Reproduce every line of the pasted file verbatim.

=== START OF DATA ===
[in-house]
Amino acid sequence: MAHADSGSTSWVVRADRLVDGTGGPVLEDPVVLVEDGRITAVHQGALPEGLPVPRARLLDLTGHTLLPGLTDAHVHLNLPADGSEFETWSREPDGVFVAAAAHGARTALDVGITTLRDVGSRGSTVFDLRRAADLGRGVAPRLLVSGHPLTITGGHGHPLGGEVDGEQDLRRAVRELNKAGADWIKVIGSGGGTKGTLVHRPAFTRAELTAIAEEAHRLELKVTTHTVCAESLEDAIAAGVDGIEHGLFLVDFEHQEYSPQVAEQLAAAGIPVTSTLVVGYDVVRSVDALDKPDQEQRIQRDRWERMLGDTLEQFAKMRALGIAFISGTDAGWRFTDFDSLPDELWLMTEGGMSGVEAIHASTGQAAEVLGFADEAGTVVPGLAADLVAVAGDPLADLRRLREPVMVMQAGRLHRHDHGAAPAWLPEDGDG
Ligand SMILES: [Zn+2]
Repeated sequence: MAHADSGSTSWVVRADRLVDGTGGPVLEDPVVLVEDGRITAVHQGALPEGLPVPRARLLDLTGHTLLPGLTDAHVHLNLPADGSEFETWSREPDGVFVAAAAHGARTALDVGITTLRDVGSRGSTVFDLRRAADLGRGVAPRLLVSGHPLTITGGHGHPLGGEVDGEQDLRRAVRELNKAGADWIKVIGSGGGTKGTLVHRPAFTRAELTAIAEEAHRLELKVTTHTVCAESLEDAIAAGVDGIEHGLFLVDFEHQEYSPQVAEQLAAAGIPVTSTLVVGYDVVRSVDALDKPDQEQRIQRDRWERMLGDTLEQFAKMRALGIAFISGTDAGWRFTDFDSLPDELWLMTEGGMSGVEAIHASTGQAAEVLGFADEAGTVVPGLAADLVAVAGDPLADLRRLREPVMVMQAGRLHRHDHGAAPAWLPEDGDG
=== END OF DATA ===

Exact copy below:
[in-house]
Amino acid sequence: MAHADSGSTSWVVRADRLVDGTGGPVLEDPVVLVEDGRITAVHQGALPEGLPVPRARLLDLTGHTLLPGLTDAHVHLNLPADGSEFETWSREPDGVFVAAAAHGARTALDVGITTLRDVGSRGSTVFDLRRAADLGRGVAPRLLVSGHPLTITGGHGHPLGGEVDGEQDLRRAVRELNKAGADWIKVIGSGGGTKGTLVHRPAFTRAELTAIAEEAHRLELKVTTHTVCAESLEDAIAAGVDGIEHGLFLVDFEHQEYSPQVAEQLAAAGIPVTSTLVVGYDVVRSVDALDKPDQEQRIQRDRWERMLGDTLEQFAKMRALGIAFISGTDAGWRFTDFDSLPDELWLMTEGGMSGVEAIHASTGQAAEVLGFADEAGTVVPGLAADLVAVAGDPLADLRRLREPVMVMQAGRLHRHDHGAAPAWLPEDGDG
Ligand SMILES: [Zn+2]
Repeated sequence: MAHADSGSTSWVVRADRLVDGTGGPVLEDPVVLVEDGRITAVHQGALPEGLPVPRARLLDLTGHTLLPGLTDAHVHLNLPADGSEFETWSREPDGVFVAAAAHGARTALDVGITTLRDVGSRGSTVFDLRRAADLGRGVAPRLLVSGHPLTITGGHGHPLGGEVDGEQDLRRAVRELNKAGADWIKVIGSGGGTKGTLVHRPAFTRAELTAIAEEAHRLELKVTTHTVCAESLEDAIAAGVDGIEHGLFLVDFEHQEYSPQVAEQLAAAGIPVTSTLVVGYDVVRSVDALDKPDQEQRIQRDRWERMLGDTLEQFAKMRALGIAFISGTDAGWRFTDFDSLPDELWLMTEGGMSGVEAIHASTGQAAEVLGFADEAGTVVPGLAADLVAVAGDPLADLRRLREPVMVMQAGRLHRHDHGAAPAWLPEDGDG